Thursday 19 January 2012

Einstein and Socialism.

Albert Einstein. [A]
Albert Einstein (1879-1955) needs no presentation.

Better known for his theoretical work in physics and as a teacher, Einstein also was -- although this tends to be forgotten -- a public intellectual who used his prominence to promote ideas he considered worthy: pacifism, a Jewish homeland in Palestine where Jews, Muslims and Christians would co-exist peacefully with equal rights, and socialism.

But Einstein wasn't simply a socialist, without any other adjectives. In my reading, he was a Marxist.

The first issue of the Monthly Review magazine, published in May 1949, included Einstein's "Why Socialism?" essay.

Written in a precise and direct language, without losing the warmth and intellectual honesty usually associated to Einstein's name, the piece has the feeling of an introductory lecture on Marxism and I highly recommend it to both, those who are already somewhat familiar with Marxism and those who are not.

The fragment below closes the essay and was extracted from "Why Socialism?", generously made publicly available by Monthly Review:

"Why Socialism", by A. Einstein.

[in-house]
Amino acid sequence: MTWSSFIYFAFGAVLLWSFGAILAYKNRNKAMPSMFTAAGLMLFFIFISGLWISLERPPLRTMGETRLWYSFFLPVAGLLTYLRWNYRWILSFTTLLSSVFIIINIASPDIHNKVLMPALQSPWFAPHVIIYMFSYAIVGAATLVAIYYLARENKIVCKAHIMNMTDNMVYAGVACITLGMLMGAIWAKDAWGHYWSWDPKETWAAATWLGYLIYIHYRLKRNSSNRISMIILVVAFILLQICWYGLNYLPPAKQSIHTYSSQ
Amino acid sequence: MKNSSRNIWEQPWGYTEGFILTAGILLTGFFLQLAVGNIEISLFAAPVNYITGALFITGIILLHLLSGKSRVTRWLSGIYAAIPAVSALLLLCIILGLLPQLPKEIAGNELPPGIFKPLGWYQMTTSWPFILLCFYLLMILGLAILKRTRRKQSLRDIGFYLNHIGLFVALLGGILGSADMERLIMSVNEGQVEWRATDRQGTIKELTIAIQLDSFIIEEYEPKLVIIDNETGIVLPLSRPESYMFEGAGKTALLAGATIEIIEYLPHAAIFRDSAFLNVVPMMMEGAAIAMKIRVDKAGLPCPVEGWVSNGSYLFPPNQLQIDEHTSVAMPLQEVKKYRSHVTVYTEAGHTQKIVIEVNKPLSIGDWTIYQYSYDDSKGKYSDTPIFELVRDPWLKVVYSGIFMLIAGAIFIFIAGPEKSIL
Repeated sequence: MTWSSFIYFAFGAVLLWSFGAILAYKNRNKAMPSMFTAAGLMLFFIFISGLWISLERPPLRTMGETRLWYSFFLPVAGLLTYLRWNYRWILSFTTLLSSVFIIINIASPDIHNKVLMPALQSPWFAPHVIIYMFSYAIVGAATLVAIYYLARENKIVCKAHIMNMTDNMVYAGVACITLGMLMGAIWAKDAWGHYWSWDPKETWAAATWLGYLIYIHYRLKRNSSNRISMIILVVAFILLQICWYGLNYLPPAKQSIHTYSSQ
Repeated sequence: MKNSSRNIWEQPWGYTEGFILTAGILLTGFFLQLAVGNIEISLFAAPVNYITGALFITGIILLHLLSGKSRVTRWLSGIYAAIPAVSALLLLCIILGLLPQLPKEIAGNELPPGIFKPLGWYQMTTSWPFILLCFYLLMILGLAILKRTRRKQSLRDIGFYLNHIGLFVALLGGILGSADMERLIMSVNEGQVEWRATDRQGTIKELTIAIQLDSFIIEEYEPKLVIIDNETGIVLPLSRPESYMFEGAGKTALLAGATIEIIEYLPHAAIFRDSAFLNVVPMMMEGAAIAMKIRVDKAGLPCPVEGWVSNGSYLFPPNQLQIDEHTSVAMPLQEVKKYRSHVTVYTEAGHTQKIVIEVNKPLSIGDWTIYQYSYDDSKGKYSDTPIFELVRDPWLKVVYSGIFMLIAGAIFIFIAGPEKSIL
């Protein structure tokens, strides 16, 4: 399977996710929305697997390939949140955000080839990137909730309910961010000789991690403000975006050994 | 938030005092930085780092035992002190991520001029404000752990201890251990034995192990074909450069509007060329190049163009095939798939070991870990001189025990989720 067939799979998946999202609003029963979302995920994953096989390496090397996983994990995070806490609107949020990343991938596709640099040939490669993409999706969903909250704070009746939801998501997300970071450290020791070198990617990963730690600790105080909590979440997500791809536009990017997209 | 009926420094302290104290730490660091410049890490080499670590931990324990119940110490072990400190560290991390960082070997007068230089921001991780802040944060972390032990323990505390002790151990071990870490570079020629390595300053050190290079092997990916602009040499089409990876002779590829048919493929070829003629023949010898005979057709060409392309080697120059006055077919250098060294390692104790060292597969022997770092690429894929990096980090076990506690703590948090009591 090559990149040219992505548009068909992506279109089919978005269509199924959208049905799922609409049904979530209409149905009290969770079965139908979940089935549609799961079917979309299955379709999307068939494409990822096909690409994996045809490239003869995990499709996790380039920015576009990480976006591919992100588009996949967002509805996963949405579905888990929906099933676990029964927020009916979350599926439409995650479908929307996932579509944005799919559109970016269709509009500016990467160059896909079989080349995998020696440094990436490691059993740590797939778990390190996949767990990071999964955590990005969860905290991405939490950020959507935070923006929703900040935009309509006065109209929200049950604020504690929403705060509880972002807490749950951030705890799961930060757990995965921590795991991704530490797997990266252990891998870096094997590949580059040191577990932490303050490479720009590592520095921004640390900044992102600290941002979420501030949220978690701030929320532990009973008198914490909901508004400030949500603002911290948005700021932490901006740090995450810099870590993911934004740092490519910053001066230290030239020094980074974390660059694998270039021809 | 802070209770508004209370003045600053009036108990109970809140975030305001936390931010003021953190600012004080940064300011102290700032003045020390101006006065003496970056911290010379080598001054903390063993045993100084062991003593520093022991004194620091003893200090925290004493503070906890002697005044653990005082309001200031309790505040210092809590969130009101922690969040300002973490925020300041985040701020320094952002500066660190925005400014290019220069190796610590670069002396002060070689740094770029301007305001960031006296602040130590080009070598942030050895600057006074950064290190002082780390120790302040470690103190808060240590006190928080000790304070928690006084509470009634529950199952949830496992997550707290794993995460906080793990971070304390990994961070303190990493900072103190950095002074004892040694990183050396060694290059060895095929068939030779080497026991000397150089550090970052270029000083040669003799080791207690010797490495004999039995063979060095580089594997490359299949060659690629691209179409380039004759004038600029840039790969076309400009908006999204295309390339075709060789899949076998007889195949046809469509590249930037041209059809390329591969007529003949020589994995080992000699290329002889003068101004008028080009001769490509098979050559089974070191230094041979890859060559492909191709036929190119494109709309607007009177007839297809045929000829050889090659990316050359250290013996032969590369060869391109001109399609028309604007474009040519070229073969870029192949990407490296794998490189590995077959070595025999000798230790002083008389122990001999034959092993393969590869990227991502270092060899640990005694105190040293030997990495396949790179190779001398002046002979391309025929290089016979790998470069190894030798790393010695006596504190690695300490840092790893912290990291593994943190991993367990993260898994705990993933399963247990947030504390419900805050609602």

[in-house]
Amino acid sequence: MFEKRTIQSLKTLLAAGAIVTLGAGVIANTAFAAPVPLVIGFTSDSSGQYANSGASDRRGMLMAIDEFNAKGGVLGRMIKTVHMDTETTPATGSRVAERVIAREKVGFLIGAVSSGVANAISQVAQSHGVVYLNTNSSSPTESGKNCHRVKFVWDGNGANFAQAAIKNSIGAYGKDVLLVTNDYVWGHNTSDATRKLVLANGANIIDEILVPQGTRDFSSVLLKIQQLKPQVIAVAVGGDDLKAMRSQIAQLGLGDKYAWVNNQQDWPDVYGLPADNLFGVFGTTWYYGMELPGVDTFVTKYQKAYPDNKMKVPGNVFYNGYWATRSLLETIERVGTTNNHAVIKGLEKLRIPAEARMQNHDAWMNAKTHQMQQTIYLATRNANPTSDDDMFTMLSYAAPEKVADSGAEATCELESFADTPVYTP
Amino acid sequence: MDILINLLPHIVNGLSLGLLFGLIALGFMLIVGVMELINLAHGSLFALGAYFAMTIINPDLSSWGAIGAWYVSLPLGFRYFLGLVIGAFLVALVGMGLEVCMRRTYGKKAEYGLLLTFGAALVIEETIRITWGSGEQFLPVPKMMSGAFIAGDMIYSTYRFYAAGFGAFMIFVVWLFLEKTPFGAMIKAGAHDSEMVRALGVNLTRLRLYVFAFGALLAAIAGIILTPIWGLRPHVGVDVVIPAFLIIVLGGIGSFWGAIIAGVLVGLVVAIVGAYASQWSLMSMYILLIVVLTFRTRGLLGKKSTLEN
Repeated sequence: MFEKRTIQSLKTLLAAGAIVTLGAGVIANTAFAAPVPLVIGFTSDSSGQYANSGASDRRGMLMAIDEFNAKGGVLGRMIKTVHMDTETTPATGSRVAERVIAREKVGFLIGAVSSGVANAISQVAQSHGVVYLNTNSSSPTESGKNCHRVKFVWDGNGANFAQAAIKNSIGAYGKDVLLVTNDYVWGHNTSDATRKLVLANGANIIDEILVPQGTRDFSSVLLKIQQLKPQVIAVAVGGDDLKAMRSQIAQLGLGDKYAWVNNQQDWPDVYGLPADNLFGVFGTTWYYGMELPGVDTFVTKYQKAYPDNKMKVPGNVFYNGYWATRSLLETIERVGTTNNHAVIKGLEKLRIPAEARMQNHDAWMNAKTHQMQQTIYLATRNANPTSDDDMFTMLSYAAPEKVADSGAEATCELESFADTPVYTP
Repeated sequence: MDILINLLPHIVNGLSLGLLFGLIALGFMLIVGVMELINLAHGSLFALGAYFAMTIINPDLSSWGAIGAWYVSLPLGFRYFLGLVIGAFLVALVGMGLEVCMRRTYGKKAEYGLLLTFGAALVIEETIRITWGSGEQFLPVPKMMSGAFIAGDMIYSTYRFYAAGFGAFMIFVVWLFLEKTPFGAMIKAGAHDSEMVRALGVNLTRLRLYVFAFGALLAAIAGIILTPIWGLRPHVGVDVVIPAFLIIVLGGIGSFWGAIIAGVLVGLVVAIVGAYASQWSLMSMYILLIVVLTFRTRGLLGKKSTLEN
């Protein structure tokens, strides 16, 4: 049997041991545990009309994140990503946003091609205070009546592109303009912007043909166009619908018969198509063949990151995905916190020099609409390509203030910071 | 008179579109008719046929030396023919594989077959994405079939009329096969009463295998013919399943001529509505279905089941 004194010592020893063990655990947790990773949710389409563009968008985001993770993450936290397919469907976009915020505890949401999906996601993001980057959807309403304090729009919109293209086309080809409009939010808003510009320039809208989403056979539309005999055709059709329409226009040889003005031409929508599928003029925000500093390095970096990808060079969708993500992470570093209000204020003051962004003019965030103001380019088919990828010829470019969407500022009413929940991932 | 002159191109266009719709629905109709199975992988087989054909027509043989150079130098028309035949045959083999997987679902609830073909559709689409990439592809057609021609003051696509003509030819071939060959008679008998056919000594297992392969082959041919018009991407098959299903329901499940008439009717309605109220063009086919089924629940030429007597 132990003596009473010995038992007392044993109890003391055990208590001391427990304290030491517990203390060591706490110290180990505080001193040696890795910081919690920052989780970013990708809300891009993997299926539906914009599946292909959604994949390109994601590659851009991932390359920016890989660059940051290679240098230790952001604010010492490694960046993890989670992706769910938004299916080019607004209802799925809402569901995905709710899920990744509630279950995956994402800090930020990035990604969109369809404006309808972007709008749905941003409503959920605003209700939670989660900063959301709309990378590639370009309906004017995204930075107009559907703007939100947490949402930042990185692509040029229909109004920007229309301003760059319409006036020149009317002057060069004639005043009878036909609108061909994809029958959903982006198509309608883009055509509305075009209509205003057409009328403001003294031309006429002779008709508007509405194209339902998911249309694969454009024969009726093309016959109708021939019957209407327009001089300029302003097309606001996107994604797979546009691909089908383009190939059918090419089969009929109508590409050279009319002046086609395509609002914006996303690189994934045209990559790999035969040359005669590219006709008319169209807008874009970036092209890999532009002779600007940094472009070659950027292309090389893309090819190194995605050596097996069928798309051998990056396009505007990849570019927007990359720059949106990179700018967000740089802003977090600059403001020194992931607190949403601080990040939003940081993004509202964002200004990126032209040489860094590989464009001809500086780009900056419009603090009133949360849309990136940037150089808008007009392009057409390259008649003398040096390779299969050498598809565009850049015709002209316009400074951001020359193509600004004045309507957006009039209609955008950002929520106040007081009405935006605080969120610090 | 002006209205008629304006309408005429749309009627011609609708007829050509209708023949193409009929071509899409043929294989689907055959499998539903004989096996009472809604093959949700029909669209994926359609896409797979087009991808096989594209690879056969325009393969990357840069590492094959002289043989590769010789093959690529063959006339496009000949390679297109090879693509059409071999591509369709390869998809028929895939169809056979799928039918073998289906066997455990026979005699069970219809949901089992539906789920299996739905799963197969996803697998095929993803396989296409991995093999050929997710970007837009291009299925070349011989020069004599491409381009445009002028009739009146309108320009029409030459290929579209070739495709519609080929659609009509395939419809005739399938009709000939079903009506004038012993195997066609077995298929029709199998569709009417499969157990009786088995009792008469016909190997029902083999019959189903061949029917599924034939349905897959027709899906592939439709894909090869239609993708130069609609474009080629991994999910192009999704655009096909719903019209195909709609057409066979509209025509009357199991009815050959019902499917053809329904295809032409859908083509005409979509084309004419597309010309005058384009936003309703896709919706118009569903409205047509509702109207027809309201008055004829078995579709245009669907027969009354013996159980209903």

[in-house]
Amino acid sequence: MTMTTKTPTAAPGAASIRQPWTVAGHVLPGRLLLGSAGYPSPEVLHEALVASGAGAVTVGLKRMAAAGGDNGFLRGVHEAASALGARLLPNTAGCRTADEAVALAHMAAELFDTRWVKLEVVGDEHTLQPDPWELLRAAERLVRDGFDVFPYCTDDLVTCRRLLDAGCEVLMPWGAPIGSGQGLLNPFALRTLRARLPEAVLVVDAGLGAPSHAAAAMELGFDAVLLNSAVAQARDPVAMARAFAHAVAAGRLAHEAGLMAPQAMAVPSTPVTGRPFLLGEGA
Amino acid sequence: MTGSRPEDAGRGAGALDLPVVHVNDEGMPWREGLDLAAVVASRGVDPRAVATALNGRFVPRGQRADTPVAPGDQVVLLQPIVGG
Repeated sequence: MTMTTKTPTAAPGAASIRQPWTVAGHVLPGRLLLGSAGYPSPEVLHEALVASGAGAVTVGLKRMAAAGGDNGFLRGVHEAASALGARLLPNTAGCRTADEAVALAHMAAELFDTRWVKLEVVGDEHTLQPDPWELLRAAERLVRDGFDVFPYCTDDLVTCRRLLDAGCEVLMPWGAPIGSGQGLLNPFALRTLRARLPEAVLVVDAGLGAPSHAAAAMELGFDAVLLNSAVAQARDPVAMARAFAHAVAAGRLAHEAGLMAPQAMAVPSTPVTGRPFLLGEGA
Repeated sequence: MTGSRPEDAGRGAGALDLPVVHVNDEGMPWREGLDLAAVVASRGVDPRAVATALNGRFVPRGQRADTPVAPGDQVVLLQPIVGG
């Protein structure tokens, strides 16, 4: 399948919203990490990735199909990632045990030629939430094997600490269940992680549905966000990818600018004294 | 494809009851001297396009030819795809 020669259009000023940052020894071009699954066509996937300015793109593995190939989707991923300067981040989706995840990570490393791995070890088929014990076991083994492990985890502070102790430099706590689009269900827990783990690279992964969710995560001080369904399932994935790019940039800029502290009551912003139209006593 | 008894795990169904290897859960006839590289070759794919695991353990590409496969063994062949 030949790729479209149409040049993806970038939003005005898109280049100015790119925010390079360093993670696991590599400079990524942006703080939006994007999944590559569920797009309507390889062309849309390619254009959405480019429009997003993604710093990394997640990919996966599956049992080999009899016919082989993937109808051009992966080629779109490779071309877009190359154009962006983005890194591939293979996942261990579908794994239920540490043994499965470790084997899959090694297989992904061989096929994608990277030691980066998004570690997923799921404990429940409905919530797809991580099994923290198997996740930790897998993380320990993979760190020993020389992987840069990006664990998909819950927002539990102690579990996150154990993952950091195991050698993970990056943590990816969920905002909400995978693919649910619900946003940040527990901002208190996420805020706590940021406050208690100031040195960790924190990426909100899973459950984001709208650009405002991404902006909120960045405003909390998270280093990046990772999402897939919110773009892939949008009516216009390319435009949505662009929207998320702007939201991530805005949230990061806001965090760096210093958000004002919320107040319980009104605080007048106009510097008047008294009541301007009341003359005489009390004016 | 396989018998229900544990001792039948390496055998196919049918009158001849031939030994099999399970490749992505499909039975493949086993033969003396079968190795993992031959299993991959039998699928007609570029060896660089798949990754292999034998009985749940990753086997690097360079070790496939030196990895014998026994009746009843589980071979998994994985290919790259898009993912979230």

"This crippling [of social consciousness] of individuals I consider the worst evil of capitalism. Our whole educational system suffers from this evil. An exaggerated competitive attitude is inculcated into the student, who is trained to worship acquisitive success as a preparation for his future career.
"I am convinced there is only one way to eliminate these grave evils, namely through the establishment of a socialist economy, accompanied by an educational system which would be oriented toward social goals.
"Nevertheless, it is necessary to remember that a planned economy is not yet socialism. A planned economy as such may be accompanied by the complete enslavement of the individual. The achievement of socialism requires the solution of some extremely difficult socio-political problems: how is it possible, in view of the far-reaching centralization of political and economic power, to prevent bureaucracy from becoming all-powerful and overweening? How can the rights of the individual be protected and therewith a democratic counterweight to the power of bureaucracy be assured?
"Clarity about the aims and problems of socialism is of greatest significance in our age of transition. Since, under present circumstances, free and unhindered discussion of these problems has come under a powerful taboo, I consider the foundation of this magazine to be an important public service."

Photo Credit:
[A] Albert Einstein during a lecture in Vienna in 1921, photographed by Ferdinand Schmutzer. Wikipedia.

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